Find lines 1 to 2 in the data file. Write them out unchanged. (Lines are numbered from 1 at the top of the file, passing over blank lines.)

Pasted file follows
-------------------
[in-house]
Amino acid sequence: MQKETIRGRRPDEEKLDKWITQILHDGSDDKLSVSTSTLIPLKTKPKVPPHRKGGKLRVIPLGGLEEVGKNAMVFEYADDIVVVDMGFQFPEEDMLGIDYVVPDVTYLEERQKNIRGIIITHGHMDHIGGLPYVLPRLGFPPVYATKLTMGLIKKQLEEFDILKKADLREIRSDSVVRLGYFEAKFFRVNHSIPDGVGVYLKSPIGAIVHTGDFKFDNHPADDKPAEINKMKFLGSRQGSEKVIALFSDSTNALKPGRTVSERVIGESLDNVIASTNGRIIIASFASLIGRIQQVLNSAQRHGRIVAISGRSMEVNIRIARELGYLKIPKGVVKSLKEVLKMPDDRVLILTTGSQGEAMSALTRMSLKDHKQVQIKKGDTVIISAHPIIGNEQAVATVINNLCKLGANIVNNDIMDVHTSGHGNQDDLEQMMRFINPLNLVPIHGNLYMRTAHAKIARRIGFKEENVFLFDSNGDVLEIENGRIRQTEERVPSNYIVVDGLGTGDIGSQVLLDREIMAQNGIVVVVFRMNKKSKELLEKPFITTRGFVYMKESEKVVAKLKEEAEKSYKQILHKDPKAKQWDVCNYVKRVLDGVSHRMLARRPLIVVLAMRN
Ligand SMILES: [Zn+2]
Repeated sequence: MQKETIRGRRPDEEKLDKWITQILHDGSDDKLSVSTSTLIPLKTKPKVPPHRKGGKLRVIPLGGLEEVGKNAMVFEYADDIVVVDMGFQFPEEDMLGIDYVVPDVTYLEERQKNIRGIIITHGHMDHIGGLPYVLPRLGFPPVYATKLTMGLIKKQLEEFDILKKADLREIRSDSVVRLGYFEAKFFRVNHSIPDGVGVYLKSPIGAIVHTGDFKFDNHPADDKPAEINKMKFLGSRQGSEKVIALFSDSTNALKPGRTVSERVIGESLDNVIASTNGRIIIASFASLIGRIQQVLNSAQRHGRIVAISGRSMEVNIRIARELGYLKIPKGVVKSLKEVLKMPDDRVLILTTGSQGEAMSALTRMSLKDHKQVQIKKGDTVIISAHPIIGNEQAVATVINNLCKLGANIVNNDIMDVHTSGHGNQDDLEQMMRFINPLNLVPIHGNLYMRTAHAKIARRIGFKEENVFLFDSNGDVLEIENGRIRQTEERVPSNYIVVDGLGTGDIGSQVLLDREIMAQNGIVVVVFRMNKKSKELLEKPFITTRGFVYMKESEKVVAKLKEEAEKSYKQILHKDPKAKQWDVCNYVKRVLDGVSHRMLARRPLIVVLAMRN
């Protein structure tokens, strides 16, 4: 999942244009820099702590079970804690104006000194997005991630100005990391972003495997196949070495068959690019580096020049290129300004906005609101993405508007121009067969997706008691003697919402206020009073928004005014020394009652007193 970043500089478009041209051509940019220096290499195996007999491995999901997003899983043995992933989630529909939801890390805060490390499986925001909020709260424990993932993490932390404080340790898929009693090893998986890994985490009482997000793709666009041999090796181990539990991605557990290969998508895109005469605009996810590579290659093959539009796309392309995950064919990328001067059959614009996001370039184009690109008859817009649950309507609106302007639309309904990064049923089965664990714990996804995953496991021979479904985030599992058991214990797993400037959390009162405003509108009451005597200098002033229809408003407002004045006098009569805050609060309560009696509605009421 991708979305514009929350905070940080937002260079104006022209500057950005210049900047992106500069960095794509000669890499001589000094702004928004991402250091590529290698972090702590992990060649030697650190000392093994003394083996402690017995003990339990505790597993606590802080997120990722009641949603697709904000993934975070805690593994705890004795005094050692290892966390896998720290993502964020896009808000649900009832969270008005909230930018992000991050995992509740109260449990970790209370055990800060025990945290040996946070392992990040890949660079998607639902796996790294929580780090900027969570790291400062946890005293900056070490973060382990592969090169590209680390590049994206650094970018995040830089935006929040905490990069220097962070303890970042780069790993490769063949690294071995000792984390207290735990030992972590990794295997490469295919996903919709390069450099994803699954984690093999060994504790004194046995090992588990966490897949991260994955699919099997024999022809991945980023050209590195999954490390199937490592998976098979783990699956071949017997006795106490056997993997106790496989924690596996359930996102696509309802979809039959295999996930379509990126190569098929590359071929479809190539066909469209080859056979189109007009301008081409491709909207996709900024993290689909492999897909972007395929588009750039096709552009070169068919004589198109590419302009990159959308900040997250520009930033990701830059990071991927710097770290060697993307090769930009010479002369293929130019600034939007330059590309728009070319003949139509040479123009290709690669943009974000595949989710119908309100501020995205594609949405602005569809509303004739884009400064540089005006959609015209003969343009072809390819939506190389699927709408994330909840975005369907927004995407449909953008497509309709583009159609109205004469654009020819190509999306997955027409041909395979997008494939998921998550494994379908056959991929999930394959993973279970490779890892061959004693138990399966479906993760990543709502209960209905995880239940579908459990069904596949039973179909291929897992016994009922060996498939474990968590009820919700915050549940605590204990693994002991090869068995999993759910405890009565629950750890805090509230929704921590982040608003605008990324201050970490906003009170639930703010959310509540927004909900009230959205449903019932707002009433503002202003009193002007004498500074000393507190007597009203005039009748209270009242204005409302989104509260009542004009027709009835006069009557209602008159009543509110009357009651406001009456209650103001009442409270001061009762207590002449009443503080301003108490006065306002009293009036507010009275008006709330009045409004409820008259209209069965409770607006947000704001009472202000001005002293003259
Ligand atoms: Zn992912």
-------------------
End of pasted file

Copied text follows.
[in-house]
Amino acid sequence: MQKETIRGRRPDEEKLDKWITQILHDGSDDKLSVSTSTLIPLKTKPKVPPHRKGGKLRVIPLGGLEEVGKNAMVFEYADDIVVVDMGFQFPEEDMLGIDYVVPDVTYLEERQKNIRGIIITHGHMDHIGGLPYVLPRLGFPPVYATKLTMGLIKKQLEEFDILKKADLREIRSDSVVRLGYFEAKFFRVNHSIPDGVGVYLKSPIGAIVHTGDFKFDNHPADDKPAEINKMKFLGSRQGSEKVIALFSDSTNALKPGRTVSERVIGESLDNVIASTNGRIIIASFASLIGRIQQVLNSAQRHGRIVAISGRSMEVNIRIARELGYLKIPKGVVKSLKEVLKMPDDRVLILTTGSQGEAMSALTRMSLKDHKQVQIKKGDTVIISAHPIIGNEQAVATVINNLCKLGANIVNNDIMDVHTSGHGNQDDLEQMMRFINPLNLVPIHGNLYMRTAHAKIARRIGFKEENVFLFDSNGDVLEIENGRIRQTEERVPSNYIVVDGLGTGDIGSQVLLDREIMAQNGIVVVVFRMNKKSKELLEKPFITTRGFVYMKESEKVVAKLKEEAEKSYKQILHKDPKAKQWDVCNYVKRVLDGVSHRMLARRPLIVVLAMRN